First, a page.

Outdated browser

You are using an outdated browser. DNB.nl works best with:

Challenges for our economy in 2023


Published: 23 March 2023

De uitdagingen voor onze economie in 2023 - DNB jaarverslag 2022

2022 was a turbulent year, with major events worldwide that affected nearly all of us to a greater of lesser extent. This year too, we see the impact of these events clearly reflected in our economy. We outline the most important below, but first we take a brief look back at 2022. What major developments did we see in the economy?

Start of the year marked by rapid growth

After the pandemic containment measures were lifted in the first half of the year, the economy initially picked up very quickly. This rapid growth and the sharp rise in energy and commodity prices due to the war in Ukraine resulted in an unprecedented 11.5% inflation rate. Energy-intensive businesses in particular, such as bakeries and greenhouse farms, saw their costs rise. Household purchasing power declined sharply, especially for lower-income households.

Central banks aiming for lower inflation

A slowdown in the economy was needed to get inflation under control, which meant the cooling down in the second half of the year came at the right time. The European Central Bank (ECB) started to accelerate the wind-up of its debt purchase programmes in 2022. The ECB also raised interest rates several times in the second half of the year to curb soaring inflation. The ECB’s inflation target is 2%. At the end of 2022, inflation was 9.2% in the euro area, and the ECB intends to raise interest rates for as long as necessary to bring inflation back down to the 2% target. More on this

Who is responsible for fighting inflation?

How will central banks fight inflation in 2023?

The ECB has continued to raise interest rates in 2023. In March, the deposit rate now stands at 3%. These higher interest rates are needed to bring inflation down. They affect citizens, businesses, the government and central banks in various ways.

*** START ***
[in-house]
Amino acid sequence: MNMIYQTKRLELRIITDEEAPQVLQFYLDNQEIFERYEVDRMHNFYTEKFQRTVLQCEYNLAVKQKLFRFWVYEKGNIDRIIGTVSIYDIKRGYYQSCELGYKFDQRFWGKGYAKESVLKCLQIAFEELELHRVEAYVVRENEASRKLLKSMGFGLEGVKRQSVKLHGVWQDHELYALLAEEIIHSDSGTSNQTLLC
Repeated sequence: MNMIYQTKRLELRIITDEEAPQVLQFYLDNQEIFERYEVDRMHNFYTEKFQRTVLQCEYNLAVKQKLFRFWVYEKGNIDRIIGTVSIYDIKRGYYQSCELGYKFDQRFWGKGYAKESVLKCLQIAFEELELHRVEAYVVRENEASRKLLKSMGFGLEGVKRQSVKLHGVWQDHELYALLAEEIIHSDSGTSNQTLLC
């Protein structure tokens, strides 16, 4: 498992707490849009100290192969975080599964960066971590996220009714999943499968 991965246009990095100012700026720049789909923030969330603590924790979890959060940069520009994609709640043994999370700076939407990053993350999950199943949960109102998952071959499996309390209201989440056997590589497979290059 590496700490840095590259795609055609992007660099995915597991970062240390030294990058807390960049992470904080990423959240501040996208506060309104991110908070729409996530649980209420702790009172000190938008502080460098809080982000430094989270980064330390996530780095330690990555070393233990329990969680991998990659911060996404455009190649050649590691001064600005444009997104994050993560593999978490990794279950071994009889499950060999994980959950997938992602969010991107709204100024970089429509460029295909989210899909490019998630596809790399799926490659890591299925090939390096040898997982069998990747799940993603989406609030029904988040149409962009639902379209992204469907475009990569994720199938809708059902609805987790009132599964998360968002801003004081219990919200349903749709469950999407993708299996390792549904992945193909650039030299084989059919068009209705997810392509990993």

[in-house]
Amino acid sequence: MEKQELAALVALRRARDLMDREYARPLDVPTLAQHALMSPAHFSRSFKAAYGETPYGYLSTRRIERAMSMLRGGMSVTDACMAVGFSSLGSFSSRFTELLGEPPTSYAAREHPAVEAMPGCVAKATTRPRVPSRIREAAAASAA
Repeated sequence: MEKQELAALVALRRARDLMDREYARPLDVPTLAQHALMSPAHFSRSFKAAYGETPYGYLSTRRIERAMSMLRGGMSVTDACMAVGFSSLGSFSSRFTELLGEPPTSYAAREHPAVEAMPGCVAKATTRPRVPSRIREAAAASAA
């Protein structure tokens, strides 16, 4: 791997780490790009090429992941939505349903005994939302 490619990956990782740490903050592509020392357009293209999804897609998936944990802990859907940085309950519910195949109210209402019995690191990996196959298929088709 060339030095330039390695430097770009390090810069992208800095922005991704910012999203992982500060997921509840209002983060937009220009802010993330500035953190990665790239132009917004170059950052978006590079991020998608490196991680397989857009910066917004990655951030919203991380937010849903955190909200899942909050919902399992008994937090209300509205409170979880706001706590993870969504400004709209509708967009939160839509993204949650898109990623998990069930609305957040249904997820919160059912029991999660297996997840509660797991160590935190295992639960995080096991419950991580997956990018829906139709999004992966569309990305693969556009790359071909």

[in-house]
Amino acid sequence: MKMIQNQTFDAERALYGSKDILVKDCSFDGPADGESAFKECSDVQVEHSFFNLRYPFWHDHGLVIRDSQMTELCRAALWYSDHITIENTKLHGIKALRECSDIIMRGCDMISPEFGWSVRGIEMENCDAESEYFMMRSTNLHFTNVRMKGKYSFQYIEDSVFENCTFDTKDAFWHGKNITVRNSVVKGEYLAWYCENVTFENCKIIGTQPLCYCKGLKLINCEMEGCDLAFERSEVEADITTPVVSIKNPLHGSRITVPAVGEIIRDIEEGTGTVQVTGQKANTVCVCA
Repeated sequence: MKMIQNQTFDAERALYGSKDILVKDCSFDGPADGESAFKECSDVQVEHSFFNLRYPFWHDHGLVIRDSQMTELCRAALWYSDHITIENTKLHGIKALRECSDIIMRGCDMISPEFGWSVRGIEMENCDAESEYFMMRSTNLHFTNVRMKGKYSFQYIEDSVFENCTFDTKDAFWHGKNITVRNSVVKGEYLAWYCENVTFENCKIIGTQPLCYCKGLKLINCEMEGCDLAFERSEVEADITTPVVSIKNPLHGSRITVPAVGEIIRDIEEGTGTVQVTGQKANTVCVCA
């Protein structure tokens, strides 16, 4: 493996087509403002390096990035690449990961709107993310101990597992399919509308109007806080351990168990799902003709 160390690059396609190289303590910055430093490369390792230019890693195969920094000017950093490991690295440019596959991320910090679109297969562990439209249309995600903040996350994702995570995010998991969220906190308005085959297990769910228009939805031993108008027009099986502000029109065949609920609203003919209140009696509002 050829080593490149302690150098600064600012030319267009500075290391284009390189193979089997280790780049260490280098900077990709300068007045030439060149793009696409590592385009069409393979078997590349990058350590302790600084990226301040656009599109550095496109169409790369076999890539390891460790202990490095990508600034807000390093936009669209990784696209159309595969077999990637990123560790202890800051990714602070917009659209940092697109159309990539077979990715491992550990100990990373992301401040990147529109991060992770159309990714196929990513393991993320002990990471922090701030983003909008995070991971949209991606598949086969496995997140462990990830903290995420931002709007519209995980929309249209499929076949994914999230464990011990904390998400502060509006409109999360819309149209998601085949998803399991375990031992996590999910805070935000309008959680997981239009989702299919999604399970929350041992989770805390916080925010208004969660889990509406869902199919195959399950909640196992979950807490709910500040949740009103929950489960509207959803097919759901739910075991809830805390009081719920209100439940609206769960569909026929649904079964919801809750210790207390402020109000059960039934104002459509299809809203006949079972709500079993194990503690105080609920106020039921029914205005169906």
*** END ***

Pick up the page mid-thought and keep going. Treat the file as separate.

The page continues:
Banks must adjust to higher interest rates

After a long period of low interest rates where money was free, financial institutions are now having to adjust to a world of positive interest rates. Banks typically benefit from higher rates. However, banks with poor risk management can get into trouble, as we have seen in the US and Switzerland. This can have a negative impact on public trust in the sector. But today’s circumstances are very different from the situation during the financial crisis. Banks now have larger reserves and are better prepared for difficult times.

Higher interest rates drive down house prices

The 10-year mortgage rate (with National Mortgage Guarantee – NHG) rose from 0.9% to 3.9% in 2022. This marked a turning point for the overheated housing market. The higher borrowing rate, along with increased uncertainty and the cooling economy, caused house prices to fall month-on-month starting in mid-2022. This did not immediately lead to any problems, partly because the banks had established healthy reserves and because fewer interest-only mortgages are being issued these days. This makes houses less likely to go “underwater” when prices fall.  This does not mean first-time buyers now find it easier to purchase a house, however; financing a mortgage has in fact become more difficult for them. Furthermore, there is still a housing shortage housing shortage.

Higher interest rates boost funding ratio of pension funds

Higher interest rates resulted in higher funding ratios at pension funds. Although global stock exchanges performed poorly due to inflation and interest rates, pension funds saw their funding ratios rise to about 120% in 2022. Due to this and other factors, pension funds were able to resume indexation for the first time in years, a welcome boost to the purchasing power of older people.

Higher interest rates call for sufficient buffers in budget

Just like for a household, interest charges on past loans can haunt a country for a long time. Rising interest rates mean that borrowing has also become more expensive for the government. This makes it essential that the government once again musters the financial discipline to offset higher spending elsewhere in the budget. This is also necessary in view of the major challenges we are facing such as climate change, the energy transition, an ageing population and the need to create buffers to absorb future shocks.

Higher interest rates lead to losses for DNB